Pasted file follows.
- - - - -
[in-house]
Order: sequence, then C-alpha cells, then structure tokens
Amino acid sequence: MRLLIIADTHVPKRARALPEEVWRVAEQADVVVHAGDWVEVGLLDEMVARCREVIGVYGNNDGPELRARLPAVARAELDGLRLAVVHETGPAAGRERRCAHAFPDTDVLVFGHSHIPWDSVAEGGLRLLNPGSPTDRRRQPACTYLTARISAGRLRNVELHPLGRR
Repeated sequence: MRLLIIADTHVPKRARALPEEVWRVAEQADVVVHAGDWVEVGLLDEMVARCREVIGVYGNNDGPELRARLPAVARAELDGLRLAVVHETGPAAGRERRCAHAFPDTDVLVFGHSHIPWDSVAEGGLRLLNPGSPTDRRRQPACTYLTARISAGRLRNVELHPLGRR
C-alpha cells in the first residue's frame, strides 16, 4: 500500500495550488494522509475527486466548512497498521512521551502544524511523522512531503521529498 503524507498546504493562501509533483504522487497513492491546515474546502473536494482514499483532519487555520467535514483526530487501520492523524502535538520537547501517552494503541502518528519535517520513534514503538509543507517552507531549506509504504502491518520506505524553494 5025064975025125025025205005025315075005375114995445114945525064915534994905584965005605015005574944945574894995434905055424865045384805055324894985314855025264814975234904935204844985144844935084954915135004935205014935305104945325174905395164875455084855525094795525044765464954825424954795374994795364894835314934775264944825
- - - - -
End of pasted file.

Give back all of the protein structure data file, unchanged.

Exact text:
[in-house]
Order: sequence, then C-alpha cells, then structure tokens
Amino acid sequence: MRLLIIADTHVPKRARALPEEVWRVAEQADVVVHAGDWVEVGLLDEMVARCREVIGVYGNNDGPELRARLPAVARAELDGLRLAVVHETGPAAGRERRCAHAFPDTDVLVFGHSHIPWDSVAEGGLRLLNPGSPTDRRRQPACTYLTARISAGRLRNVELHPLGRR
Repeated sequence: MRLLIIADTHVPKRARALPEEVWRVAEQADVVVHAGDWVEVGLLDEMVARCREVIGVYGNNDGPELRARLPAVARAELDGLRLAVVHETGPAAGRERRCAHAFPDTDVLVFGHSHIPWDSVAEGGLRLLNPGSPTDRRRQPACTYLTARISAGRLRNVELHPLGRR
C-alpha cells in the first residue's frame, strides 16, 4: 500500500495550488494522509475527486466548512497498521512521551502544524511523522512531503521529498 503524507498546504493562501509533483504522487497513492491546515474546502473536494482514499483532519487555520467535514483526530487501520492523524502535538520537547501517552494503541502518528519535517520513534514503538509543507517552507531549506509504504502491518520506505524553494 5025064975025125025025205005025315075005375114995445114945525064915534994905584965005605015005574944945574894995434905055424865045384805055324894985314855025264814975234904935204844985144844935084954915135004935205014935305104945325174905395164875455084855525094795525044765464954825424954795374994795364894835314934775264944825